Three different epithelial zones occur in the region of the posterior lid margin
Three different epithelial zones occur in the region of the posterior lid margin. Only two of these belong to the posterior lid border – the Lid Wiper and the Muco-Cutaneous Junction, MCJ, as transition zone from moist mucosa to oiy-dry skin. The preceding cornified epidermis does not belong to the posterior lid border but belongs histologically to the free lid margin.
The functionally important Meibomian Oil glands have their orifices still in the cornified epidermis and in pathology, and probably also with advancing age, the location of the posterior lid margin can migrate in anterior direction which affects the function of the Meibomian glands. Therefore the epidermis is considered here together with the MCJ and Lid Wiper.
The cornified skin epidermis belongs still to the free lid margin and terminates in a sharp line typically just posterior to the orifices of the Meibomian glands. The sharp border line is clearly detectable in histology and in in-vivo confocal microscopy. The epidermis is a stratified squamous cornified epithelium but it is thinner and has only few remaining cornified squames on the free lid margin as compared to the outside of the eye lids.
Only two of these posterior zones belong to the posterior lid border – the MCJ and the Lid Wiper
The mucocutaneous junction (MCJ) is the anterior zone of the posterior lid border. It starts after the abrupt termination of the epidermis and extends towards the tarsal side up to the crest of the posterior margin. The MCI is the transition zone between the epidermis and the fully developed conjunctiva. It has a stratified squamous epithelium with flat para-keratinized cells as surface layers. The surface of the MCI is physiologically stainable with several vital stains and represents the so-called ´line of Marx´ – first described by Eugen Marx in the 1920s.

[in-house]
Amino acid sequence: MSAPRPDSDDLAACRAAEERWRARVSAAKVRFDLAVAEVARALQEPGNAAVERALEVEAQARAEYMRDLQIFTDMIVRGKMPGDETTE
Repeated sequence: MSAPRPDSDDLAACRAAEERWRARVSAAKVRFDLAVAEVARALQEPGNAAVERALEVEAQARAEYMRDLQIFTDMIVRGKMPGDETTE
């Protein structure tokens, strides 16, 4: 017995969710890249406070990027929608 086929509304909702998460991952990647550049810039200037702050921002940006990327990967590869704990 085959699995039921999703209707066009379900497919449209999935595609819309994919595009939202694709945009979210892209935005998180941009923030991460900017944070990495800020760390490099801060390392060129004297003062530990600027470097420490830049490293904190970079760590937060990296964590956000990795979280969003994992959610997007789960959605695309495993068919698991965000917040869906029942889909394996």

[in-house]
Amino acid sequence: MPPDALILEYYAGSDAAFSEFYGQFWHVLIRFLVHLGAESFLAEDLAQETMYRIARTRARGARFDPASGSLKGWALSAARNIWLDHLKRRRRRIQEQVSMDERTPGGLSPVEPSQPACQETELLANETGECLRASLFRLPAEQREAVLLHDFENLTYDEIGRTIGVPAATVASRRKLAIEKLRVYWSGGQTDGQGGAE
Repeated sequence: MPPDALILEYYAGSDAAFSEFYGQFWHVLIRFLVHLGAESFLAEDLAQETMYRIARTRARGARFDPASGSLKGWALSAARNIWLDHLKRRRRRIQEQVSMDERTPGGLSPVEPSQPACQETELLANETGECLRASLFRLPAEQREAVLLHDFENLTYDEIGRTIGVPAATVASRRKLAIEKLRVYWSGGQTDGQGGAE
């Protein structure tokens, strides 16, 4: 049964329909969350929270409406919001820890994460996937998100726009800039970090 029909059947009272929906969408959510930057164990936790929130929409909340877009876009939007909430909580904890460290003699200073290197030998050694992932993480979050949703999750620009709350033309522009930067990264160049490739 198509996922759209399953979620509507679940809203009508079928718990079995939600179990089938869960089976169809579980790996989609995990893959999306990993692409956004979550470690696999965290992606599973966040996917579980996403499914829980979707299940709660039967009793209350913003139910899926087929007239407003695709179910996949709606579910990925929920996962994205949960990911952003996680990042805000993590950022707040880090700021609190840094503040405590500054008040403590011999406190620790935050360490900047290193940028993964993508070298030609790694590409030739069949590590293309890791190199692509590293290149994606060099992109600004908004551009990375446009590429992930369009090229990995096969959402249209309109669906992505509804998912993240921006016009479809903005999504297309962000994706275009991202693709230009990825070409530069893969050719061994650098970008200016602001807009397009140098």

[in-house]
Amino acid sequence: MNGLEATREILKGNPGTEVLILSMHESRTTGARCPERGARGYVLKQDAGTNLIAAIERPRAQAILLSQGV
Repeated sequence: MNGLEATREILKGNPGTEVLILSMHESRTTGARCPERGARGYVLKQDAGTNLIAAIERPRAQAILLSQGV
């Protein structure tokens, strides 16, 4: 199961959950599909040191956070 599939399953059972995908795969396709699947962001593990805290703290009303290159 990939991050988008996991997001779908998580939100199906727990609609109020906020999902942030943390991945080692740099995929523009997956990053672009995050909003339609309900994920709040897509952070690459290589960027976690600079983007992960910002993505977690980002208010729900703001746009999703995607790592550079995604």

The Lid Wiper starts at the crest of the inner lid border and extends Into tarsal direction. The lid wiper is the marginal conjunctiva and forms a thickened epithelial lip directly at the location where the lid margin is in touch with the globe. Towards the tarsal side the lid wiper becomes thinner and forms a slope that typically transforms into the epithelium of the sub-tarsal fold.
The lid wiper contains goblet cells and the cell shape in the superficial cell layer is cubical to columnar. The lid wiper is ideally suitable to serve as a device, similar to the windscreen wiper blade of a car, to spread the tear fluid from the marginal tear meniscus into the thin preocular tear film during the up-phase of every blink.
All three Posterior Lid Margin zones are invovlved in the maintenance of the tears and tear film – with different function
The MCJ of the posterior lid border is intimately associated in function with the preceding epidermis. The two posterior zones of the lid wiper and MJC are aqueous moist and the more anterior MCJ is still convered by the tear meniscus.
Since the epidermis, in contrast, is cornified and has an oily-dry surface it may be assumed that the anterior flow of the aqueous tear film is limited by the start of the epidermis. In this respect all three posterior epithelial zones are involved, with different functions, in the maintenance of the tears.
The lid wiper is in touch with the globe and distributes and renews the pre-ocular tears into a tear film for visual acuity. The MCJ, even thought is performs the transition to the epidermal cell differentiation, is still wettable and is the bottom of the tear meniscus. Finally, the basically un-wettable epidermis limits the outward flow of tears that would lead to a collapse of the meniscus and thus of the tear film.
→ A more detailed description of the ZONES of the Posterior Lid Margin can be found below on separate pages.